Local Logging on Sonus/Ribbon SBC1000 without an ASM? Can we add it?

This was an article I was working on whilst reverse engineering a Sonus SBC that ended up electrocuting me. So I’ve kinda fallen out of love with the project for now, Part 2 in the future? Maybe.

For those that aren’t aware of Sonus/Ribbon devices, many SBCs include a small internal log cache for troubleshooting. You simply download these and import them into your favourite analysis tools like LX or “NewSyslog” (Great name Audiocodes…) or maybe even my Search-UxCallLog utility.

Handy for when you cant install LX somewhere or you just want to check translation rules.

But there are times, especially on the lower end devices like the SBC 1000 whereas a cost-cutting measure there is no local storage, despite there being locations on the board for PCI and USB DOM (Disk on Module) devices, there are no headers installed.

Sonus offers a version of their devices with local storage, known as ‘eUSB’ but I’ve not personally seen any in the wild. A bit of googling shows that there are common modules both in a 2x5pin header format and a mini-PCI module format

TuffDrive® eUSB embedded USB 2.0 and 3.0 SSD
a generic eUSB model

Sure, you can configure LX to be a Syslog server and set up remote logging, but it’s a pain in the ass, the SBC is usually somewhere far away from the device you’re administering, and LX doesn’t play nice with multiple users on the same management host. So if you install it for yourself, you break it for the rest of your team. If you have an ASM, you can just install LX there and let it log for you. but they will likely trip the support alarm on the ASM and if you install it on your machine, you’re stuck connected to the customer’s VPN until whatever issue your troubleshooting repeats.

What are we supposed to do then?

Well, a recent tweet from John Cook and a call to action from Alex Holmeset reminded me that Sonus Support will sometimes ask for a USB stick to be inserted for dumping crashdumps and that the SBC supports a USB stick for the AD Cache

After looking here, I can see that the SBC does indeed support USB flash drives. They must be FAT 32 formatted and over 1GB in size. So we know that part should work. Now we just need it to think it has an eUSB module.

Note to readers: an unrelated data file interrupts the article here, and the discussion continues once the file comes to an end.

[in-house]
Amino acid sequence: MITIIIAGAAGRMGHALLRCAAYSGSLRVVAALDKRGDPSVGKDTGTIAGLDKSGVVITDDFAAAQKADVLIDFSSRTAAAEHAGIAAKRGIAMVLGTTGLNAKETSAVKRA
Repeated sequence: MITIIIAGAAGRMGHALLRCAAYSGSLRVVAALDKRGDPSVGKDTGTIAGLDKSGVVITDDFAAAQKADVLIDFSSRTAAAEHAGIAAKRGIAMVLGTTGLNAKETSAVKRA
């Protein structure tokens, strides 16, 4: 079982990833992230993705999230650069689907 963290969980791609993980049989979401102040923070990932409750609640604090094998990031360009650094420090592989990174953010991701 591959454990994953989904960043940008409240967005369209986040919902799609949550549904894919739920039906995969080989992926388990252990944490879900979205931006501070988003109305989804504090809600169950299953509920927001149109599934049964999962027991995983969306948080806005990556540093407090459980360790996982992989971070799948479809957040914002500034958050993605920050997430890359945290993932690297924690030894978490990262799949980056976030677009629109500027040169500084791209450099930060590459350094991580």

Of course, the first thing I did was, email my contact at Ribbon asking for help. But I’m impatient, it was the weekend and I was putting off the 50 other projects I’m working on, including certain videos. So I kept digging.

As we can see on both my lab SBC1Ks, I don’t have an eUSB module.

I found a spare USB key, formatted it as fat32 and fired up LX

And sure enough, it popped up in the logs.

Interestingly we can see the SBC starts a “Fake Alarm” service when the USB is attached, from what I can tell it does this to set the Alarm LED green when it mounts the USB device.

We can also see that the device appears in the partition table

After having the USB attached for a minute or two, we can see the SBC creates a folder called cap which I assume are for core dumps (it also creates dropbox on reboot), but there are no additional options in logging and the eUSB flag is still “No”

Alright then, let’s restart the SBC itself,


Bugger.

No Bueno, Bugger.

Can we trick it?

Okay then, let’s capture everything the SBC outputs on boot via Syslog. Hopefully, we can find something juicy in those log messages we can use to our advantage

The first thing I notice is this message pops up constantly, probably something to do with the fact I put Doom on this one a while ago

I can also see that the SBC notes I don’t have Music on Hold… Hmmm

And of course, it finds the USB on boot

I can also see the SBA module is aware of the USB and broadcasts this over the SMBus

But still nothing of interest after trawling the whole log file.

So I created some folders with paths that were in error messages and tried again (Spoiler, it didn’t work)

Getting to the hardware level

This is the part where I warn you, VERY SERIOUSLY that there is an exposed high voltage power supply in here!
A single mistake and you MAY NEVER HAVE THE OPPERTUNITY TO WORK ON THESE AGAIN.
The below content is so you DONT have to take an SBC apart yourself and is NOT A GUIDE.
If you arent comfortable working at high voltages. DO NOT ATTEMPT TO REPLICATE anything in this article.

Fine then, with nothing helpful in the normal logs, I decided to look for a debug header to watch the boot process.

Once we remove everything from the SBC (and unplug most of the fans) we are left with an open case, the logic board and a pretty dangerous power supply. I have four kids so appropriate safety measures were deployed

Spoiler: The safety measures were not enough.

There were a few pins of interest, what appears like a mini PCI style slot for an eUSB/DOM. Some debug style headers, a jumper set of 3 pins on the front labelled JP1 (one of which has negative 5v on it) and the ASM, interconnect bus.

Sonus SBC 1000 mainboard

I took the liberty of reverse-engineering the motherboard and assumed some interesting things from my findings.

Time to break out the logic analyzer

Eventually, after enough poking around, I found a few interesting buses on the ASM connector. Including what appeared to be serial and SPI.

Unfortunately, after a fair bit of faffing about, I couldn’t make sense of the packet captures across the ASM bus. Whilst probing around the board I ended up giving myself a good shock on the exposed power supply. So much for that protection paper…

Summary

Could I find an easy way to add USB logging? No. but we did learn some interesting things about the internals of the Sonus SBC.

I plan on revisiting this in the future, probably once I get my hands on an SBC with an eUSB module installed. I’ve just gotta find one at a reasonable price or once I finish the Teams SIP gateway stuff.

Anyway, hope this helps someone.

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